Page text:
WATSONVILLE -- If Tuesday's City Council meeting was any indication, an election to decide whether Watsonville should annex farmland for conversion to a shopping center will be hotly contested.
The only issue up for debate Tuesday was whether to hold a special election this year or wait until the next general election in November 2014. That was enough to draw dozens of people to either urge the council to wait or to forge ahead.
The council decided on a 5-2 vote to hold a special election June 4.
"We cannot waste another day," said Councilman Daniel Dodge, who spearheaded a successful petition to get the issue before voters. "This is a movement of struggling working-class people and desperation for jobs. We're not waiting for anyone to save us. We're taking our future into our own hands to create jobs and tax revenue to pay for city services."
Many of the speakers agreed, saying the city's high unemployment rate and large population of young people needing jobs required action now.
"Watsonville is a great agricultural community," said hip-hop artist Eric Munoz. "Everywhere I go I brag about our strawberries. I brag about our apple cider. But at the same time, we need progress. We need to bring all the revenue we're taking to Santa Cruz and other cities. We need to bring more jobs for young people."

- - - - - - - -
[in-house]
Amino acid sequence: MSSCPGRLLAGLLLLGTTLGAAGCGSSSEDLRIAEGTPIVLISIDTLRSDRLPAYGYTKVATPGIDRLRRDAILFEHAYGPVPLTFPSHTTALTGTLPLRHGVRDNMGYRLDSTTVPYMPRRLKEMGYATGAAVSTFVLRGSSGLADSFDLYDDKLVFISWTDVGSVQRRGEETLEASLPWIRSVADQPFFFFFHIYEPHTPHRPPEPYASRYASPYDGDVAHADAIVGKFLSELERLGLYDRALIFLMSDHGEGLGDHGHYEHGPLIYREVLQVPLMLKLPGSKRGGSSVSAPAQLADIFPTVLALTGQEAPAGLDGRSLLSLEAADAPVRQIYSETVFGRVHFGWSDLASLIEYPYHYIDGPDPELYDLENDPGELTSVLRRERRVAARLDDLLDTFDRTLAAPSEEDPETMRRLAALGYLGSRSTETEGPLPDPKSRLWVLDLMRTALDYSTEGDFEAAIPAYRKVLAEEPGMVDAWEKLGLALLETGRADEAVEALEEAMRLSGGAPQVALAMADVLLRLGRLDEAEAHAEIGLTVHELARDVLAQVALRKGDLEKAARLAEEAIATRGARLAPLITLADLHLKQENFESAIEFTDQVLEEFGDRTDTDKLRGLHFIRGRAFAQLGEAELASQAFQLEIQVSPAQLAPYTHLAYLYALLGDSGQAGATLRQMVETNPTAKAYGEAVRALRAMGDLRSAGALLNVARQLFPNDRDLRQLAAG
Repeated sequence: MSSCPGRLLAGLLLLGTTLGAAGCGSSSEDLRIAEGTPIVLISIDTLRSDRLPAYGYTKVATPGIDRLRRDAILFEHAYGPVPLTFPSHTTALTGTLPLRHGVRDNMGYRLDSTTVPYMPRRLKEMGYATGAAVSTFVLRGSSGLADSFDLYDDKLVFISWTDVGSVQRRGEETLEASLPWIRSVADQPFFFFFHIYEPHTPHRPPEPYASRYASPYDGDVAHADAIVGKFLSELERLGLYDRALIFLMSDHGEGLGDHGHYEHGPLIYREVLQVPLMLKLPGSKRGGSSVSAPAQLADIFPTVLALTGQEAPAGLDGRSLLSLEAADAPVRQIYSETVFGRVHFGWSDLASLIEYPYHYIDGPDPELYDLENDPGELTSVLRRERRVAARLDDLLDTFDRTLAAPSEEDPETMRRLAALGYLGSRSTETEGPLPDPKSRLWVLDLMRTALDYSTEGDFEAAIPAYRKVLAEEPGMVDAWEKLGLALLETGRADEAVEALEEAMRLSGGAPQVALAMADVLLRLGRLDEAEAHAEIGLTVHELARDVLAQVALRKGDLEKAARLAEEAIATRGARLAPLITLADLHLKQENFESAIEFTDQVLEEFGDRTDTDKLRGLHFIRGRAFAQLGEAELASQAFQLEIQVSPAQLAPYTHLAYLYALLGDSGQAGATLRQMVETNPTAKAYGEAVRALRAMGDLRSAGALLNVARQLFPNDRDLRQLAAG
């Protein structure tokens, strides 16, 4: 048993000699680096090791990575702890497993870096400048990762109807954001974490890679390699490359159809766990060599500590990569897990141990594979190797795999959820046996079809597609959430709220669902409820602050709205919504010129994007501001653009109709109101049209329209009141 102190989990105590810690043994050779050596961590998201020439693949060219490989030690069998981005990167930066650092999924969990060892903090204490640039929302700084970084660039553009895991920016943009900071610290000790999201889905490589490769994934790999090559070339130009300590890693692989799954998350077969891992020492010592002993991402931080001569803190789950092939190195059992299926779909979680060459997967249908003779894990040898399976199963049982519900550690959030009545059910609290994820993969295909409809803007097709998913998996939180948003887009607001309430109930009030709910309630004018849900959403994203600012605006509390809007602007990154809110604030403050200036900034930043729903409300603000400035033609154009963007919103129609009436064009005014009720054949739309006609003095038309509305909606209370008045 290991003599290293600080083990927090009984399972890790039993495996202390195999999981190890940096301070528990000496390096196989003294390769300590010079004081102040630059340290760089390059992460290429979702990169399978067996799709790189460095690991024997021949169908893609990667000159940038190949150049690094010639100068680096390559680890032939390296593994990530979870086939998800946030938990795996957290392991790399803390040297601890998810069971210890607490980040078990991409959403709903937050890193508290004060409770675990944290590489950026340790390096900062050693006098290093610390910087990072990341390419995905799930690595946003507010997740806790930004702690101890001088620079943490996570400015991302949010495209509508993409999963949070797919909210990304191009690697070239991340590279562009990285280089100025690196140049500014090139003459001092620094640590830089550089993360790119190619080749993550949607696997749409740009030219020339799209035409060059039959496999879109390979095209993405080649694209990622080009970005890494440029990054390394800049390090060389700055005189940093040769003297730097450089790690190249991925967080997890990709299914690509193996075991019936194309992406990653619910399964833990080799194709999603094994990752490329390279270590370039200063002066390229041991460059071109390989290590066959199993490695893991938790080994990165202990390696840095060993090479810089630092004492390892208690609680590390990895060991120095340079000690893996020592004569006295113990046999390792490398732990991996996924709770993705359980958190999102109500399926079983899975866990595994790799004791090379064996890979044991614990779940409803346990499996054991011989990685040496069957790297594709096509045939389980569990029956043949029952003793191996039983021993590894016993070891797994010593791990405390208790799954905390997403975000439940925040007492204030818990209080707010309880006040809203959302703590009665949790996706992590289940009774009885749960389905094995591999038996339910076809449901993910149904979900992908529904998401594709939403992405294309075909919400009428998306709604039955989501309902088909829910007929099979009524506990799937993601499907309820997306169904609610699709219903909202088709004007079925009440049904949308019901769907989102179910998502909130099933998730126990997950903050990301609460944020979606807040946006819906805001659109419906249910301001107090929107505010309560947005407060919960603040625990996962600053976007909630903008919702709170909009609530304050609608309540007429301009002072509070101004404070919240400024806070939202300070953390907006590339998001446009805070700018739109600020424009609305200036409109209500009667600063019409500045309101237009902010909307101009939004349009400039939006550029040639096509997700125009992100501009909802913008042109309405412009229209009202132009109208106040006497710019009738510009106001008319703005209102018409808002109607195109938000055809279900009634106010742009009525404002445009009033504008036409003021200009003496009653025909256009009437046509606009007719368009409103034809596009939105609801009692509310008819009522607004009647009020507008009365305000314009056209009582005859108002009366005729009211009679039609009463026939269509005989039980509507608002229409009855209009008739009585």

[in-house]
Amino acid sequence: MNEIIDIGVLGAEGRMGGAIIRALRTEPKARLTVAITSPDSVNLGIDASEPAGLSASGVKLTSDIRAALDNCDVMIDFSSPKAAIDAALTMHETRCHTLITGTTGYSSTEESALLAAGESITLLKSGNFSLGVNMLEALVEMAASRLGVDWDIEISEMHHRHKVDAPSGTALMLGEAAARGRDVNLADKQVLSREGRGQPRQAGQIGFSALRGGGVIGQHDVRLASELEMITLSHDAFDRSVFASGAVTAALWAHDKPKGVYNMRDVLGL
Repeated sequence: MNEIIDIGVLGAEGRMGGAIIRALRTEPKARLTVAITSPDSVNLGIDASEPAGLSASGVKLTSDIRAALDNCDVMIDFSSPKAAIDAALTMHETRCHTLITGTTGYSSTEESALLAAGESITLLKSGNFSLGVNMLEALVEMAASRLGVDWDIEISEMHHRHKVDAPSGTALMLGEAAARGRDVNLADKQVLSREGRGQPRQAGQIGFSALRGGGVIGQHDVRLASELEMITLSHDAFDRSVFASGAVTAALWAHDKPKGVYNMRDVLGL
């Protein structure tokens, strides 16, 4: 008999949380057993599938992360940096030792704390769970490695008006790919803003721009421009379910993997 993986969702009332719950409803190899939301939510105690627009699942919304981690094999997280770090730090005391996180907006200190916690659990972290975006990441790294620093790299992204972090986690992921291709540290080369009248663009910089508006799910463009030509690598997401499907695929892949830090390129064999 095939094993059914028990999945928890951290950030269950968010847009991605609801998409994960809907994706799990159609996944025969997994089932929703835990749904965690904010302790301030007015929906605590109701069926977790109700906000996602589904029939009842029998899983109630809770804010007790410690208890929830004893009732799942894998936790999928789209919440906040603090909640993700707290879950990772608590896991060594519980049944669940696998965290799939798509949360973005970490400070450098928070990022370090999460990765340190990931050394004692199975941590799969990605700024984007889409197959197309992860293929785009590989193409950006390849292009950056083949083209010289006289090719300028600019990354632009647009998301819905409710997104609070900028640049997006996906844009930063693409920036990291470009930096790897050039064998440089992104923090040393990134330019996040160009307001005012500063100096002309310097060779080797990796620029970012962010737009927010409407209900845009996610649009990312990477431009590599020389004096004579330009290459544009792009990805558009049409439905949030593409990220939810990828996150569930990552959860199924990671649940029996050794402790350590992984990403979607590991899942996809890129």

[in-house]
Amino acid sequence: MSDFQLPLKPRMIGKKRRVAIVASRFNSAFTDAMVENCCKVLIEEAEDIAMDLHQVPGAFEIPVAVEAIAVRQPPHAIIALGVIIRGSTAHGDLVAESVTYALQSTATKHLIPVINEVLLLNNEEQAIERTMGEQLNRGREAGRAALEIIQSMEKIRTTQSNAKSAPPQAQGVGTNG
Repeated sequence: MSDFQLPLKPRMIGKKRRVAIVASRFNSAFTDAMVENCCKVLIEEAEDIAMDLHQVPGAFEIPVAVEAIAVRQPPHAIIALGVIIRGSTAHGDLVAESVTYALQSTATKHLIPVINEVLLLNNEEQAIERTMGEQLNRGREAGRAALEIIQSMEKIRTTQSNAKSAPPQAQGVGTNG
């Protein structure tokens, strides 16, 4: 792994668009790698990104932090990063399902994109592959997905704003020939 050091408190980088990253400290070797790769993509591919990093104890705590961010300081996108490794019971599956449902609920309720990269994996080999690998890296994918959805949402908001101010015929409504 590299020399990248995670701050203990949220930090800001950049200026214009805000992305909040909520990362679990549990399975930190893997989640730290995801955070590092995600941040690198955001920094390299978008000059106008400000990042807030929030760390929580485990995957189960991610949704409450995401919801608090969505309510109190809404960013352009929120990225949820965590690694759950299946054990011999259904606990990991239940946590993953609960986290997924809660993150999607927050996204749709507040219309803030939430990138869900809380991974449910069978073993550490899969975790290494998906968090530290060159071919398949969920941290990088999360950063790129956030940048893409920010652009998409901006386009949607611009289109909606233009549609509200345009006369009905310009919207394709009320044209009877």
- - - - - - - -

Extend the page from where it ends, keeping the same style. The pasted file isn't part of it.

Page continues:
But many in the agricultural community urged the council to wait until 2014 to give the community time to sort through the issues. The 80-acre Sakata-Kett property near the Riverside Drive interchange is prime farmland, they said.
Nursery owner Dave Cavanaugh said every acre of strawberries planted on the property yields $25,000 in profit. That's $1.9 million injected into the local economy, he said.
"Ag offers more jobs than ever before and in a wide range of jobs, not only entry level but to degree professional," said Santa Cruz County Farm Bureau President Cynthia Mathiesen.
Councilwomen Nancy Bilicich and Trina Coffman-Gomez were prepared to wait instead of spending up to $80,000 for a special election. More time for research would be better as well, they said.
"Someone might come forward with another more beneficial proposal," Coffman-Gomez said.
But others on the council noted it had been more than year since Dodge first raised the issue, and the conversation had been ongoing during that time.
"I'm not sure what more time would provide," said Councilman Felipe Hernandez. "No one's brought up a viable solution to our community to deal with the unemployment rate."
Follow Sentinel reporter Donna Jones on Twitter at Twitter.com/DonnaJonesSCS